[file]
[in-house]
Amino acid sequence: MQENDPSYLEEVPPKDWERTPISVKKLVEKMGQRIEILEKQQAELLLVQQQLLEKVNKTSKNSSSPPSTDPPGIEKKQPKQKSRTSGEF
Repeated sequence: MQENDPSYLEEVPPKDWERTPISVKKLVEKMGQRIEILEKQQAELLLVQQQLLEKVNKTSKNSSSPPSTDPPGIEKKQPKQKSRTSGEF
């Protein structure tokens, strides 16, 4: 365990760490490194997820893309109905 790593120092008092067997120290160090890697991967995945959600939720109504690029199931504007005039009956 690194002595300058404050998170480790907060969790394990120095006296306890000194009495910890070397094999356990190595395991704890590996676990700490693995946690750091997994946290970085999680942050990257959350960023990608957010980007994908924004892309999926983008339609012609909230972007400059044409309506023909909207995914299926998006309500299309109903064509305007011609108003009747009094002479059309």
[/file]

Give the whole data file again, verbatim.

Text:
[in-house]
Amino acid sequence: MQENDPSYLEEVPPKDWERTPISVKKLVEKMGQRIEILEKQQAELLLVQQQLLEKVNKTSKNSSSPPSTDPPGIEKKQPKQKSRTSGEF
Repeated sequence: MQENDPSYLEEVPPKDWERTPISVKKLVEKMGQRIEILEKQQAELLLVQQQLLEKVNKTSKNSSSPPSTDPPGIEKKQPKQKSRTSGEF
């Protein structure tokens, strides 16, 4: 365990760490490194997820893309109905 790593120092008092067997120290160090890697991967995945959600939720109504690029199931504007005039009956 690194002595300058404050998170480790907060969790394990120095006296306890000194009495910890070397094999356990190595395991704890590996676990700490693995946690750091997994946290970085999680942050990257959350960023990608957010980007994908924004892309999926983008339609012609909230972007400059044409309506023909909207995914299926998006309500299309109903064509305007011609108003009747009094002479059309």